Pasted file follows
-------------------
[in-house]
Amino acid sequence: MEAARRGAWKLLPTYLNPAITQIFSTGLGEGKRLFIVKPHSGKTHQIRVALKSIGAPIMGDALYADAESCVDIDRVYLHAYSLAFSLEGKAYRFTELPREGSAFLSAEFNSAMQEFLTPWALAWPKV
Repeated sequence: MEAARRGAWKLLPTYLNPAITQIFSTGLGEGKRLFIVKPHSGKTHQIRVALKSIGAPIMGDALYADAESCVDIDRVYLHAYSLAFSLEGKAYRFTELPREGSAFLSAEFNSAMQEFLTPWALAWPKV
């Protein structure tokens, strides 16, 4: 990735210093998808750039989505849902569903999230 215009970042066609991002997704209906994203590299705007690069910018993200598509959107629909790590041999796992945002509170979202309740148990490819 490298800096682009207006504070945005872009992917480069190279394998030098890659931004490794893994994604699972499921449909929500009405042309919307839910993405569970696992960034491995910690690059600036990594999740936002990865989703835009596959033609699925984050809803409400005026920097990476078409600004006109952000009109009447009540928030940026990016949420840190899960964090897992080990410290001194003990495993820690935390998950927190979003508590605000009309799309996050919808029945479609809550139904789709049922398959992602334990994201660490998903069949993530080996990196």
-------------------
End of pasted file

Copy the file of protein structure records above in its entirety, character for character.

[in-house]
Amino acid sequence: MEAARRGAWKLLPTYLNPAITQIFSTGLGEGKRLFIVKPHSGKTHQIRVALKSIGAPIMGDALYADAESCVDIDRVYLHAYSLAFSLEGKAYRFTELPREGSAFLSAEFNSAMQEFLTPWALAWPKV
Repeated sequence: MEAARRGAWKLLPTYLNPAITQIFSTGLGEGKRLFIVKPHSGKTHQIRVALKSIGAPIMGDALYADAESCVDIDRVYLHAYSLAFSLEGKAYRFTELPREGSAFLSAEFNSAMQEFLTPWALAWPKV
């Protein structure tokens, strides 16, 4: 990735210093998808750039989505849902569903999230 215009970042066609991002997704209906994203590299705007690069910018993200598509959107629909790590041999796992945002509170979202309740148990490819 490298800096682009207006504070945005872009992917480069190279394998030098890659931004490794893994994604699972499921449909929500009405042309919307839910993405569970696992960034491995910690690059600036990594999740936002990865989703835009596959033609699925984050809803409400005026920097990476078409600004006109952000009109009447009540928030940026990016949420840190899960964090897992080990410290001194003990495993820690935390998950927190979003508590605000009309799309996050919808029945479609809550139904789709049922398959992602334990994201660490998903069949993530080996990196």